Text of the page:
What about pressure vests? Is this something we should look into as well?

Any and all advice is appreciated. TIA.
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#2 of 7 Old 04-11-2009, 12:02 AM
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My sensory seeking almost 4 yo can't function without his heavy blanket to sleep under, so I bet the heavier comforter will be great, as will the swingset and heavy work. Brushing too, whenever something is "off", is always good.

The lunch stealing thing makes me mad! Why can't they just make sure his friend doesn't sit near him for a while, or put his aid with him at lunch so the whole thing is avoided?
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#3 of 7 Old 04-11-2009, 12:39 AM
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My oldest is a huge verbal stimmer. He makes all types of repetative noises with his mouth as well as vocal stims. I am totally overloaded with too much noise so I have tried a few things. The weighted blanket helps us a lot, so does massage with a vibrating massage animal thingy we use. Lots of heavy work like you notice. Usually these things help us for the next day, but don't nessisarily work immediately.
This may seem odd, because I have never seen it recommended for ASD kiddos, but I wrestle with the boys. They aren't agressive in thier day to day dealings, just to mention. They both love to wrestle and are full of giggles, then the intensity goes up and they get rougher... not to the point of anyone getting hurt, but I can tell that there is some sort of emotional release going on. Sometimes it ends in a cry and then a cuddle, or just laying next to each other and a good talk if your kiddo is verbal. This is often when I can get to the real issues of what is going on. I find that my kids stims go way up as thier stress goes up, so having a safe way to release this seems to help my guys. This obviously won't work if your kiddos are bigger or will actually hurt you. My dad used to let me box at his hands... I remember it going similarly asi t does with my boys. It would turn a little too serious at some point. I don't know if he realised how much that it helped me... or even I realised until this moment that that was where I may have picked up the idea. I have thought of getting my kids a small punching bag as they have gotten older and to be there with them for the emotional fallout. I find that many kids, more so for ASD kids don't have the skills to be able to acsess or express those feelings easily.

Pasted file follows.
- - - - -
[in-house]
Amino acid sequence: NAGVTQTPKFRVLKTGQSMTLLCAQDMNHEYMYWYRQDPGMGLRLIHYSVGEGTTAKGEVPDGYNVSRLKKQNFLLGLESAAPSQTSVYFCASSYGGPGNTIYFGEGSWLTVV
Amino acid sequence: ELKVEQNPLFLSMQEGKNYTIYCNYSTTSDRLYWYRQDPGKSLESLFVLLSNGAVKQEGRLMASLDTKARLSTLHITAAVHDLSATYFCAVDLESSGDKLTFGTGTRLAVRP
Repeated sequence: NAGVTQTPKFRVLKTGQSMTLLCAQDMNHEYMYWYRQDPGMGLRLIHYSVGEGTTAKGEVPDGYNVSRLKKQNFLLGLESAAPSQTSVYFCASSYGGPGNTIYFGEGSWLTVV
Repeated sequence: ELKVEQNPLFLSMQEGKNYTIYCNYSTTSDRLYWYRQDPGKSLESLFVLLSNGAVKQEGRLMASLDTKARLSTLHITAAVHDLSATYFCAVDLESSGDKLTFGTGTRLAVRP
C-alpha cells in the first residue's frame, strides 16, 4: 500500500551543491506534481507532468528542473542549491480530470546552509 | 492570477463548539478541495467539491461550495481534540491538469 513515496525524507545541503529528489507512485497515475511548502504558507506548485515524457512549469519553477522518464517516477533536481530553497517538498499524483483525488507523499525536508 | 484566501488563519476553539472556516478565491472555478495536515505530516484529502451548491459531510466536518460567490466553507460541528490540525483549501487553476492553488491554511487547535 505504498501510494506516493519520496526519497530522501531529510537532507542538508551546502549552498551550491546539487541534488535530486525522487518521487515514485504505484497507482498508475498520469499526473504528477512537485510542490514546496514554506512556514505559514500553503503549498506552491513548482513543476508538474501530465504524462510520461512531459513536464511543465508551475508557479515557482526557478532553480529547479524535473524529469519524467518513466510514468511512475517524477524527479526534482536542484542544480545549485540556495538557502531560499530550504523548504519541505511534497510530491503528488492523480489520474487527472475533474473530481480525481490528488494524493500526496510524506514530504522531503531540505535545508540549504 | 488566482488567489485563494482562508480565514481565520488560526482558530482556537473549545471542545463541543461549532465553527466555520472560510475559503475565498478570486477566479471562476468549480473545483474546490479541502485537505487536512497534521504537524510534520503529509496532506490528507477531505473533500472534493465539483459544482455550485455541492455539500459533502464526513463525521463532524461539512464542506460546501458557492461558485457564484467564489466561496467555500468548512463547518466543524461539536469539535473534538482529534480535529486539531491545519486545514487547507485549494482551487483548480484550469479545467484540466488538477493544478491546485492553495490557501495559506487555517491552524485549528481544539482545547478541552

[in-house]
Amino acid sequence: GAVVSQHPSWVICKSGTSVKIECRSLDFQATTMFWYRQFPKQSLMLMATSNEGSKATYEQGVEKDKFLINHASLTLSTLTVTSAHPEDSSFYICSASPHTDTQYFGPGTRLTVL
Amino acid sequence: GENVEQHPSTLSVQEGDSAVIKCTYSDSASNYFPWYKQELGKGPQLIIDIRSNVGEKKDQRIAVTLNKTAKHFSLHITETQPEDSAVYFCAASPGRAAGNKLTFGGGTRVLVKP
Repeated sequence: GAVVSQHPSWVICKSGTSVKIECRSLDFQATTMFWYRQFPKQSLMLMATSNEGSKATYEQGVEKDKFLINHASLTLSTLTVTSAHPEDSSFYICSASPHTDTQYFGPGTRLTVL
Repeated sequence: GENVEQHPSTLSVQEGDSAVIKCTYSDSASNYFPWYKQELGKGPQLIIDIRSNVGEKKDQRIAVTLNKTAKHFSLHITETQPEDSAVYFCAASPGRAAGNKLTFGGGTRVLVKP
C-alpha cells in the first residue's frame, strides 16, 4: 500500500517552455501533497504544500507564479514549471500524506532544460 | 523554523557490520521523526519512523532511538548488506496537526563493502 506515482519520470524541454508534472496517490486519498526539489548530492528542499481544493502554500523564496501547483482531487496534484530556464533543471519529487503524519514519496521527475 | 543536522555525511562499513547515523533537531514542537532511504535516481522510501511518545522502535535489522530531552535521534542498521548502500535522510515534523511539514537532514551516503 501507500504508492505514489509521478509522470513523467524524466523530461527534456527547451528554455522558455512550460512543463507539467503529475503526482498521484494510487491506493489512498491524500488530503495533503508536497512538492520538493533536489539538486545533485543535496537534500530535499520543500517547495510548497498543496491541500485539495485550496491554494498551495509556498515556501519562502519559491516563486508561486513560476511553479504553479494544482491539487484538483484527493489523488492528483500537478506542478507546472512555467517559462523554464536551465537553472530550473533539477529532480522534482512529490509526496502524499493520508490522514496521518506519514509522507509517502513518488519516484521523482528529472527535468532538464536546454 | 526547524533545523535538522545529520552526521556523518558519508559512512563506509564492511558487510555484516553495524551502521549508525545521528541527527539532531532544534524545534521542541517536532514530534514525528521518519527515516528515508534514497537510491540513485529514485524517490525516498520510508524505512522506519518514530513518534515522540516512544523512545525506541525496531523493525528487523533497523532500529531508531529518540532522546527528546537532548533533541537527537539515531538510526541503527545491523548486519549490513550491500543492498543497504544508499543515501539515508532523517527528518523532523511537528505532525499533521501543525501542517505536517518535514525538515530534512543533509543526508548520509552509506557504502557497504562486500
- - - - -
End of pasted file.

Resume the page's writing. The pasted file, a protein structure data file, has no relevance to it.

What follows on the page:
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#4 of 7 Old 04-11-2009, 09:57 AM - Thread Starter
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Thanks for the input!

The lunch stealing is happening on the bus. He sits up front behind the driver, but the driver has his hands full with the kids in the back who are always fighting. When we figured out what was going on, we started leaving his bag with the driver instead, and that put a stop to things. But if we forget just one day, he's at it again. And they sit together because they're "friends", and they're both in K so the little ones are up front together. The other child does it because he has issues of his own; they haven't said much because of course they can't but we gather his home life is a little sad.